When porting the original mainframe Zork adventure game, programmed on the PDP-10 at MIT, to the home computer market, the programmers at Infocom had to split it into three parts to make it small enough to fit on 5¼” floppy diskettes. “Zork III: The Dungeon Master”, released in 1982, is the final section of that original adventure. It’s mind-bending puzzles, mazes, and engrossing storyline have delighted and frustrated gamers for over 35 years.
Zork III experiments with a strange scoring system unlike any other Infocom game - 7 points, and the points are tied more to the player’s creative thinking rather than actually completing puzzles. There are ways to earn all the points for taking creative steps towards finishing the game, but that doesn’t mean you’re going to be close to the end at all.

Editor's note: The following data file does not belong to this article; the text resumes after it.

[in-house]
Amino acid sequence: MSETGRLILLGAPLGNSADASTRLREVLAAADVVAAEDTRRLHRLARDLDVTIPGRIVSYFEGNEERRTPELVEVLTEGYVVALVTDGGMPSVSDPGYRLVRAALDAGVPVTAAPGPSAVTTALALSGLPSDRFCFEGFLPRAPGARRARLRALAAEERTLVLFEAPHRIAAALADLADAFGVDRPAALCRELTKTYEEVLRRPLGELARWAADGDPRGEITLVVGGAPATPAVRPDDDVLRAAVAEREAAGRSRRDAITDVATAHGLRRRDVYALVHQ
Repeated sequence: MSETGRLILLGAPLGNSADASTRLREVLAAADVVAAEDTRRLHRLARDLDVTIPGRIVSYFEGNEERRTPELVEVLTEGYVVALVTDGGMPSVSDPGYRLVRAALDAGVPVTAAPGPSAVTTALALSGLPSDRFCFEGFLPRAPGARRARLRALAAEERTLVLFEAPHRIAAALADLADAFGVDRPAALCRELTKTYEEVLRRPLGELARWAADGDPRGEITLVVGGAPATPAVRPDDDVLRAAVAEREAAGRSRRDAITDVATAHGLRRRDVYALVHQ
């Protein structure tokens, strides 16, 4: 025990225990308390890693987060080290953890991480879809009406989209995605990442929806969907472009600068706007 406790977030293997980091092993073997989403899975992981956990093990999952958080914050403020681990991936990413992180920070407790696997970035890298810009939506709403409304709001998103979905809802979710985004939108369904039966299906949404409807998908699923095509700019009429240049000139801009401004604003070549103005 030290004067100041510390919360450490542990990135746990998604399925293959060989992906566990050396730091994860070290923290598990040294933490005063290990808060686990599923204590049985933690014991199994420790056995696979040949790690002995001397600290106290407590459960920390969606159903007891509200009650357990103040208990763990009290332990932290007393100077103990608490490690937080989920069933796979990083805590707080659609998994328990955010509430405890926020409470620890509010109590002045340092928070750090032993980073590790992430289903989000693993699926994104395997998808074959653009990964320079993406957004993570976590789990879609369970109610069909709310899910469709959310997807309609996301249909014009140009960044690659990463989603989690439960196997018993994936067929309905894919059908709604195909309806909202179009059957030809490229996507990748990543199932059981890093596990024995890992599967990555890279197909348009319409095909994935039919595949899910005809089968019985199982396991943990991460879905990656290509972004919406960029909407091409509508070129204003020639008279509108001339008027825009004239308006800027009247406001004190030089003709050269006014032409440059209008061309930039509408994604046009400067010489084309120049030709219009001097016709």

Zork III is also much shorter than Zork I and Zork II. What Zork III lacks in amount of story, though, it makes up for in atmosphere. The game has the smallest map out of any of the Zork games, so it feels more claustrophobic. This, along with a more serious tone than the first two installments in the series, contributes to a darker, more foreboding feel.
Zork III is also very hard. Of course the puzzles should be challenging, as in all good text adventures, but Zork III can be brutal. The mirror box puzzle and wall maze drove me crazy - then I remembered that the guys who designed them were MIT graduates. In addition to puzzles just being difficult, there are also a number of unforgiving aspects that are generally out of the player’s control. There is an earthquake that is a timed event, randomly generated, and if you don’t have certain objects before the earthquake occurs, you’ll be stuck in an unwinnable situation. So, save early and save often.
The overwhelming difficulty, though, does make getting to the end of the game that much better. And after playing Zork I and II, who wouldn’t want to know how the story ended?